His touchstone transforms e’en the bane to a blessing;

And that which seem’d precious to mortal perception,

The oracle’s voice still proclaims mere deception,

Oh! what does the monitor’s record unfold,

Felicities fleeting like false, fairy gold,

Ambition aspiring to reach barren heights,

Youth’s volatile chase of unreal delights,

Of joys that like Spring’s florid beauties depart,

Regaling the sense, but ne’er reaching the heart.

Shall Hope then alone boast perpetual prime?

No, Memory’s bloom is immortal as Time,

Redeemer and Prophetess born in the soul,

Still mingle your powers to mock his control.

Bright types of the Future and Past, now appear,

Catch the sign of the parting and speed the New-Year.

80 7(4)v 80

While Hope’s silver plume rests o’er classical isles,

Remembrance springs back amid Spartan defiles,

To show how superior to buckler or tower,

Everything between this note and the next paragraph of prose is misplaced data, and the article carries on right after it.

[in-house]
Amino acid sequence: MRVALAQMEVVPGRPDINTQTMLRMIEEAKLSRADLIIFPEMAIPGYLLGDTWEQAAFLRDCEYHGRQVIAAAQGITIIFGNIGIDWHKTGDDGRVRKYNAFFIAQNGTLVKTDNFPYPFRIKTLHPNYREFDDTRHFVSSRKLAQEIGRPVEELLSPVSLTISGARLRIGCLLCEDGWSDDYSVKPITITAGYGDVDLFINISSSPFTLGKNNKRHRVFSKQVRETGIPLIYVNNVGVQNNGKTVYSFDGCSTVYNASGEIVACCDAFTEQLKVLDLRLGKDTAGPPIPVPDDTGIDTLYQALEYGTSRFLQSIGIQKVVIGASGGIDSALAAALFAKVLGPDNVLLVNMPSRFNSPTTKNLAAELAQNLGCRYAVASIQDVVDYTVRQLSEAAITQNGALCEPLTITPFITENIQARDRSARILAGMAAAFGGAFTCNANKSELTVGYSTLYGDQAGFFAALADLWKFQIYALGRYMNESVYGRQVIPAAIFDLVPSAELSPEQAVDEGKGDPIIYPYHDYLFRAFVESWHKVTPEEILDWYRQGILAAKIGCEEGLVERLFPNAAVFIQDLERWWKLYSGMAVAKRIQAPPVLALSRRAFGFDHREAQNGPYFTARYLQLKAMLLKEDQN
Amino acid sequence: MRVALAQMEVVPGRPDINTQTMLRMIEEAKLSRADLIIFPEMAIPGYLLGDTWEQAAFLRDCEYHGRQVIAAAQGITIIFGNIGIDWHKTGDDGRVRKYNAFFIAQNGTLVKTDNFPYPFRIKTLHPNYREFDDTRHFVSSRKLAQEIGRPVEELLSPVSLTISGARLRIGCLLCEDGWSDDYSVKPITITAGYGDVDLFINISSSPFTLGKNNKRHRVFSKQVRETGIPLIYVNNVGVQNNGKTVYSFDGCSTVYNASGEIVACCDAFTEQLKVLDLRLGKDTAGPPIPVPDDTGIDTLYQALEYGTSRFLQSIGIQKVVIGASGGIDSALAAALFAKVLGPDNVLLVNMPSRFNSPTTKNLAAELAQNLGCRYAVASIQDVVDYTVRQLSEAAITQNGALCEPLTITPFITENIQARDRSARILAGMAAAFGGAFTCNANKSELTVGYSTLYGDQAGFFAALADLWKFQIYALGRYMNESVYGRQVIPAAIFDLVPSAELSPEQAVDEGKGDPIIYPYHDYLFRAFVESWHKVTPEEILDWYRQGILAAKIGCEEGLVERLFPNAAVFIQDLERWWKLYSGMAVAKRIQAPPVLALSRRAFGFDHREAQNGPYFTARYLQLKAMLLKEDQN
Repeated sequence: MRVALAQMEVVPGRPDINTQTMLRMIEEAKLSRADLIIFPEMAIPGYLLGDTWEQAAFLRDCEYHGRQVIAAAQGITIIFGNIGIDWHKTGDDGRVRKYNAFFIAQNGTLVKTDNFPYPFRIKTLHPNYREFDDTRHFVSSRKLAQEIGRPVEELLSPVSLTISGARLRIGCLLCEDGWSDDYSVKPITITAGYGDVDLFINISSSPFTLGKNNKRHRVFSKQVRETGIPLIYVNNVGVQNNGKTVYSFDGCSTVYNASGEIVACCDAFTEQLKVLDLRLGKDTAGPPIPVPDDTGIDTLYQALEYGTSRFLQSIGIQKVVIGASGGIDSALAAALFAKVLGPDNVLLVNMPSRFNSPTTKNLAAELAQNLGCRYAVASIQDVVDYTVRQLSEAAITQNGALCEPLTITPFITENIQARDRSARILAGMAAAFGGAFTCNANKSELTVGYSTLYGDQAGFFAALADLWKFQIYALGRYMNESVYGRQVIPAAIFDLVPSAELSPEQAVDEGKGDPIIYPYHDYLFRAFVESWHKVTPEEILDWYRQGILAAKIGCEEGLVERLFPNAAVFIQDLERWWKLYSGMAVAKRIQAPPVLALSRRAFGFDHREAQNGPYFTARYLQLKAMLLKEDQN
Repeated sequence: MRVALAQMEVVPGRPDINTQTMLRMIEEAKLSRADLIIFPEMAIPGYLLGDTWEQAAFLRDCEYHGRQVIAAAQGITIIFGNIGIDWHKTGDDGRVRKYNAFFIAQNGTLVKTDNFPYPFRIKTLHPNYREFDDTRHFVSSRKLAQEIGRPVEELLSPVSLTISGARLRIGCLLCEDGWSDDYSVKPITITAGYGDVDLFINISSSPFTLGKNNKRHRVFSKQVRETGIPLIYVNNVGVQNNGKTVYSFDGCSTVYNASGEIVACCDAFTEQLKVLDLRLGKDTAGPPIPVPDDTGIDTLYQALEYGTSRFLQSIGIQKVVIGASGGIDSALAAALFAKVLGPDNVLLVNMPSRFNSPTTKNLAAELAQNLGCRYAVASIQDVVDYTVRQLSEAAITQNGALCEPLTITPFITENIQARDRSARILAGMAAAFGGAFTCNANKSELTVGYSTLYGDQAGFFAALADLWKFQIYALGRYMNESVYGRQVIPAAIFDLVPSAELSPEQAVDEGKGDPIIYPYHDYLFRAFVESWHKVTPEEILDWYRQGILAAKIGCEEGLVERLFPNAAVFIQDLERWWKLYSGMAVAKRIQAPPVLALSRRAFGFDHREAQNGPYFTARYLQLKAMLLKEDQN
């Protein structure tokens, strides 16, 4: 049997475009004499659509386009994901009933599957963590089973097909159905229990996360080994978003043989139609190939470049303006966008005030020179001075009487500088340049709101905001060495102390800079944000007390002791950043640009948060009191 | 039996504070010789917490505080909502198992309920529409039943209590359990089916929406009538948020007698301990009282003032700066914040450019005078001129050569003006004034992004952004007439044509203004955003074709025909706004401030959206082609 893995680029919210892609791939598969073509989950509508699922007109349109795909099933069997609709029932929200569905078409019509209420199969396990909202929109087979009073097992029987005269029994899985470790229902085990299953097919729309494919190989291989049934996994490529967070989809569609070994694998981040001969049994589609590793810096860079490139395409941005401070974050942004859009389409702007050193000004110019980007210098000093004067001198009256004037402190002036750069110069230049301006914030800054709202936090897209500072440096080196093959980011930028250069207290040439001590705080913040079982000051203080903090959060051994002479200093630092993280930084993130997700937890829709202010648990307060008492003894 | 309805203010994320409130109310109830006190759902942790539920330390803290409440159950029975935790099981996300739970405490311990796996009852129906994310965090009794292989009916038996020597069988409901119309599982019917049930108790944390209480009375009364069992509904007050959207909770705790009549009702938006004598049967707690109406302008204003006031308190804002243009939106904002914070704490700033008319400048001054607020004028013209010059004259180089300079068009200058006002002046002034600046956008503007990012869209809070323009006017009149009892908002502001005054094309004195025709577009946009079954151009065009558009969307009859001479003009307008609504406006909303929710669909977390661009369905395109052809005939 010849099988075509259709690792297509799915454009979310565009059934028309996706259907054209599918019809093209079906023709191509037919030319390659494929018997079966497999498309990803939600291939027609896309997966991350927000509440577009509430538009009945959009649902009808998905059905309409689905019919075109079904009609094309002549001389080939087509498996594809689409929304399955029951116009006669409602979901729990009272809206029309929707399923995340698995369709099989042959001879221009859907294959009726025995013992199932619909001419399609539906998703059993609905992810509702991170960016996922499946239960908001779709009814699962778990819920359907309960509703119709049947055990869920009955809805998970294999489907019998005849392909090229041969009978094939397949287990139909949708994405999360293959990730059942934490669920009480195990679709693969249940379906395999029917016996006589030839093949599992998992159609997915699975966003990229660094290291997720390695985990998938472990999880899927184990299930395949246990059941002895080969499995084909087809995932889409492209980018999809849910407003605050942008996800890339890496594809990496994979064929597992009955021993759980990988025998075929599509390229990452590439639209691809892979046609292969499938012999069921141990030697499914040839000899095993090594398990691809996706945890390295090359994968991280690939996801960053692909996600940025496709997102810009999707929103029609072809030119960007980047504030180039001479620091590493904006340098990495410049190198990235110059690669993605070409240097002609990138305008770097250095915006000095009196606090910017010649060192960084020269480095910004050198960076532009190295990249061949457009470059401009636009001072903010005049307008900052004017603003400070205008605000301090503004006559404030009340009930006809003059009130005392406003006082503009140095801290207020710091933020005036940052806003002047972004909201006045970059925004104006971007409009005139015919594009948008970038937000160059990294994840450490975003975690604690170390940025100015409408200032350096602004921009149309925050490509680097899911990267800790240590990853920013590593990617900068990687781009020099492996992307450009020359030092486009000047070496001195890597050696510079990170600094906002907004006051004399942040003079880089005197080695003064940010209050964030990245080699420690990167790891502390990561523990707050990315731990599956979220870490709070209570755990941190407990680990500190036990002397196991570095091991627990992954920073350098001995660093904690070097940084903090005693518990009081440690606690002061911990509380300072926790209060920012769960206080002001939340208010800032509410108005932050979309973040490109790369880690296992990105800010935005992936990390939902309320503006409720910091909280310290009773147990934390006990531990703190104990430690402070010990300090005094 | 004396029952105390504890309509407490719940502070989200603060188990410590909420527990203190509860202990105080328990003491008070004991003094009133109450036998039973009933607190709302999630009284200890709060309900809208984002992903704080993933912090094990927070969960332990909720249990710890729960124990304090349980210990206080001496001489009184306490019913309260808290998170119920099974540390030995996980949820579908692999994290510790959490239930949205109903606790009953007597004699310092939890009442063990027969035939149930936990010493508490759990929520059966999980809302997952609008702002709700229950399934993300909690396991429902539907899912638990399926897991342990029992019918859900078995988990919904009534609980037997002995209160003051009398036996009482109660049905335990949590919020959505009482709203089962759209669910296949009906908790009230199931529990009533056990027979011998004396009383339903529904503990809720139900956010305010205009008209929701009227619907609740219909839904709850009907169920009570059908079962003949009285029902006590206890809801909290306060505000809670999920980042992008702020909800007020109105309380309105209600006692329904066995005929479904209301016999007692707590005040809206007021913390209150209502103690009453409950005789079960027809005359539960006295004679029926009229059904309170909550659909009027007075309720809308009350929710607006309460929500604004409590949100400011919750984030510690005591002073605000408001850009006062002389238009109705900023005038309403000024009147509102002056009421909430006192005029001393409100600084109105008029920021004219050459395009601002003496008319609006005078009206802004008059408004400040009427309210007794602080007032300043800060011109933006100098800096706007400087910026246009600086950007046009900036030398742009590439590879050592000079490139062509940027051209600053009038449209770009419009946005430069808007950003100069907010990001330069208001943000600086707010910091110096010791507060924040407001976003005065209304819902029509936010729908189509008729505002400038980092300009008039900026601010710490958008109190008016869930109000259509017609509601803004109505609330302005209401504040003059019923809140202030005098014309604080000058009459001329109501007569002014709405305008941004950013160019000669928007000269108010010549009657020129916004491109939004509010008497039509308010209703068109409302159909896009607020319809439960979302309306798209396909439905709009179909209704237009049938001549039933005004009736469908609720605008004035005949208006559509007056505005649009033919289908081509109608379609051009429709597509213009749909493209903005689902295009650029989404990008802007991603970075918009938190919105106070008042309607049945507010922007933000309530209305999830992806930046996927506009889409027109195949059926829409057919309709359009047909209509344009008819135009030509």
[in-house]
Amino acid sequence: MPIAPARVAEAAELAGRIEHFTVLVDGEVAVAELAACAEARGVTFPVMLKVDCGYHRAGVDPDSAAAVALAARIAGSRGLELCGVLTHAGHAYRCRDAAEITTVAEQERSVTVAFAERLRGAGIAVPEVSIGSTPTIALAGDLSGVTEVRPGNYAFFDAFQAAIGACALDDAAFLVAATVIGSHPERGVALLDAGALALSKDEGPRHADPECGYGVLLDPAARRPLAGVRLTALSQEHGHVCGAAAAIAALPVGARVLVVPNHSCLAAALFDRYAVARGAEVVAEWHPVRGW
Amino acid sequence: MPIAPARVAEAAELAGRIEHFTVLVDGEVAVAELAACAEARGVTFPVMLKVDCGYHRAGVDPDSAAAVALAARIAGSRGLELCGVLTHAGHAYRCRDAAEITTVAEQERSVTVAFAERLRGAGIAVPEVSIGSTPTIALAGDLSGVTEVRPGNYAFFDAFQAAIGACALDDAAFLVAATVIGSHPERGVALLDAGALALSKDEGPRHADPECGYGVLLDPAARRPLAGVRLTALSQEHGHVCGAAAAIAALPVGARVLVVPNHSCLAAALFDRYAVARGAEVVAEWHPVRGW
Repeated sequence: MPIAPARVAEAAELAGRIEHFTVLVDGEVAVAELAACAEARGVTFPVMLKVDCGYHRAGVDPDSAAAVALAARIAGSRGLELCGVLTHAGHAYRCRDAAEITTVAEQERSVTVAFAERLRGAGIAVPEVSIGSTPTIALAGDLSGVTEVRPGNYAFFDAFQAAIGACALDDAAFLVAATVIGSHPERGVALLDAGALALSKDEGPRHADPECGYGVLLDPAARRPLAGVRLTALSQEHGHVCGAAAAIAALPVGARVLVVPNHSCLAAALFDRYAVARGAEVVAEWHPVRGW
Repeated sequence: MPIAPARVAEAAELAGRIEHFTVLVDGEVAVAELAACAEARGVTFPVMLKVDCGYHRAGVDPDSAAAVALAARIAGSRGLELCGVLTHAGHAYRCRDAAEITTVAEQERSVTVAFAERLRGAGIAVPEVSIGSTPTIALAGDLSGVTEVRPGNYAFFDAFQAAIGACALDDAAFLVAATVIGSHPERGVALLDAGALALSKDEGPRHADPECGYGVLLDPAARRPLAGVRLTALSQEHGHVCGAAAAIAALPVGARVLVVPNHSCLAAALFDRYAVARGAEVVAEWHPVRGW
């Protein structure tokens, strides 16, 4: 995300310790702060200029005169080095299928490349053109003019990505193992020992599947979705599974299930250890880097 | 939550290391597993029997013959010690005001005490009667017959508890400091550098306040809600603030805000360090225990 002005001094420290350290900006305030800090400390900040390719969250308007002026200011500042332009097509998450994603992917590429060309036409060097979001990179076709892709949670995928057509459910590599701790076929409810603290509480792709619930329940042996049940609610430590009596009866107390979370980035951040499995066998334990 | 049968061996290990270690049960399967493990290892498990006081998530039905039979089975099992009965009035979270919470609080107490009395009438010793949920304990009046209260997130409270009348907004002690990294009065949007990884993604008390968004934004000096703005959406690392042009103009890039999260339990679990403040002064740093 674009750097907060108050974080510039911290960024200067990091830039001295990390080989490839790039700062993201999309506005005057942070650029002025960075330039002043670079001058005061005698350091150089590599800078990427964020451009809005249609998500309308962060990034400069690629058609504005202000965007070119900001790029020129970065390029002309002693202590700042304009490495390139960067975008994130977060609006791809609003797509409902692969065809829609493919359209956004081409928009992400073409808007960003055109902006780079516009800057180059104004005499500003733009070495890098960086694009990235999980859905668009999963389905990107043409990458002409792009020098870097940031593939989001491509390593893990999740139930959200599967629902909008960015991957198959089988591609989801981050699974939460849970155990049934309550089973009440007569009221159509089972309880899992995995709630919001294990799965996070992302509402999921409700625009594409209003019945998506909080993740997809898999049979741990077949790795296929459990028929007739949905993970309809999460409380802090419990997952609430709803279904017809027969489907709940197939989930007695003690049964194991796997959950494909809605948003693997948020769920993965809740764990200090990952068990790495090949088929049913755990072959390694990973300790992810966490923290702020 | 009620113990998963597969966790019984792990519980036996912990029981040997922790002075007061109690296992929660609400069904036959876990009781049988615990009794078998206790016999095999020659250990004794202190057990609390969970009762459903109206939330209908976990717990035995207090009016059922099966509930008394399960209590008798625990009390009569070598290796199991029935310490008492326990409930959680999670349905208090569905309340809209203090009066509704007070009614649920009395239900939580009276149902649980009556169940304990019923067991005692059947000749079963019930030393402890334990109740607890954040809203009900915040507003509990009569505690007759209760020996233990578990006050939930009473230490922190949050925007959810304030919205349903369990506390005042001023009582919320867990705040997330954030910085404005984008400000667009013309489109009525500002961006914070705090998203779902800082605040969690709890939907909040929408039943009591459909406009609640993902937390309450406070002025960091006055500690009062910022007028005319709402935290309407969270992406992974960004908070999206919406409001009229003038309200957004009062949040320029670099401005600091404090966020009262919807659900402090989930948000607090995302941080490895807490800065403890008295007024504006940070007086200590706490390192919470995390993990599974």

Are breasts mailed by Freedom and Truth’s moral pow’r.

Again shall those radiant spirits dispel,

From Poetry’s rock and Philosophy’s cell

Those shadows of darkness fell tyranny flung

O’er the Eden in which Epic genius first sung.

Oh! joy to the world, the avenger is near,

To shiver the Ottoman’s sceptre and spear:

The vision still brightens—Hope’s iris appears,

And Grecia the charter of liberty bears.

Again prostrato Muses shall start from the dust

And ransom their harp-strings from silence and rust;

And Sculpture once more on her pedestal place

Some beaming conception of grandeur or grace!

Strive on all ye nations, whose banners are blending,

Till Peace on each beautiful islet descending,

Calls Fame from her exile fresh laurels to twine,

And lay the bright garland on Liberty’s shrine.

But has Pity no tear for Peruvian chains?

Shall Anarchy blight Chili’s glittering plains?

81 7(5)r 81

Oh, never! Hope whispers the world shall be free,

And man but to Deity bend the proud knee.

Independence upraising a bright starry sign,

Bade America first realize the design:

Her patriots rallied in that holy light

And triumphed o’er pride and imperial might.

May personal views yield to general zeal,

And social forever o’er self-love prevail.

Ye scions of heroes! Columbia’s youth,